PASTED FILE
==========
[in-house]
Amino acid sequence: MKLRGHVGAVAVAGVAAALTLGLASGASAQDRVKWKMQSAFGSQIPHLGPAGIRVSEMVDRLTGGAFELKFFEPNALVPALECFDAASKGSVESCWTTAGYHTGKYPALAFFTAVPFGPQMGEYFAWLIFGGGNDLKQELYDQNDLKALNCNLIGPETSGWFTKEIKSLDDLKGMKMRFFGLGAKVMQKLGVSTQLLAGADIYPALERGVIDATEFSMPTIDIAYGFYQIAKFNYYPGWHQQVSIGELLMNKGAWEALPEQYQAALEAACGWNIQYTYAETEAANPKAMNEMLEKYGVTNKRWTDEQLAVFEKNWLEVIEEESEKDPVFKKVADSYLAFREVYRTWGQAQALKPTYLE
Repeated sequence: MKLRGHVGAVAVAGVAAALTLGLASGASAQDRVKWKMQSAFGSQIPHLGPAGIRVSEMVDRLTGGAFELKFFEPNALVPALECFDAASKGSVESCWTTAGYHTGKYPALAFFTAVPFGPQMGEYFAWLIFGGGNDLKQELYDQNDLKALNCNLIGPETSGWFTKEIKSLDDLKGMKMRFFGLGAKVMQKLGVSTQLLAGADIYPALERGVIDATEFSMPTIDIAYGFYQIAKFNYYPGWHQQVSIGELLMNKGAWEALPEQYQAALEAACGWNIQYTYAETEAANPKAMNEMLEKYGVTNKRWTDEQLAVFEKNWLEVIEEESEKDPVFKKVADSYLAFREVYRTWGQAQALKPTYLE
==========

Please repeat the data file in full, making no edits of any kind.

[in-house]
Amino acid sequence: MKLRGHVGAVAVAGVAAALTLGLASGASAQDRVKWKMQSAFGSQIPHLGPAGIRVSEMVDRLTGGAFELKFFEPNALVPALECFDAASKGSVESCWTTAGYHTGKYPALAFFTAVPFGPQMGEYFAWLIFGGGNDLKQELYDQNDLKALNCNLIGPETSGWFTKEIKSLDDLKGMKMRFFGLGAKVMQKLGVSTQLLAGADIYPALERGVIDATEFSMPTIDIAYGFYQIAKFNYYPGWHQQVSIGELLMNKGAWEALPEQYQAALEAACGWNIQYTYAETEAANPKAMNEMLEKYGVTNKRWTDEQLAVFEKNWLEVIEEESEKDPVFKKVADSYLAFREVYRTWGQAQALKPTYLE
Repeated sequence: MKLRGHVGAVAVAGVAAALTLGLASGASAQDRVKWKMQSAFGSQIPHLGPAGIRVSEMVDRLTGGAFELKFFEPNALVPALECFDAASKGSVESCWTTAGYHTGKYPALAFFTAVPFGPQMGEYFAWLIFGGGNDLKQELYDQNDLKALNCNLIGPETSGWFTKEIKSLDDLKGMKMRFFGLGAKVMQKLGVSTQLLAGADIYPALERGVIDATEFSMPTIDIAYGFYQIAKFNYYPGWHQQVSIGELLMNKGAWEALPEQYQAALEAACGWNIQYTYAETEAANPKAMNEMLEKYGVTNKRWTDEQLAVFEKNWLEVIEEESEKDPVFKKVADSYLAFREVYRTWGQAQALKPTYLE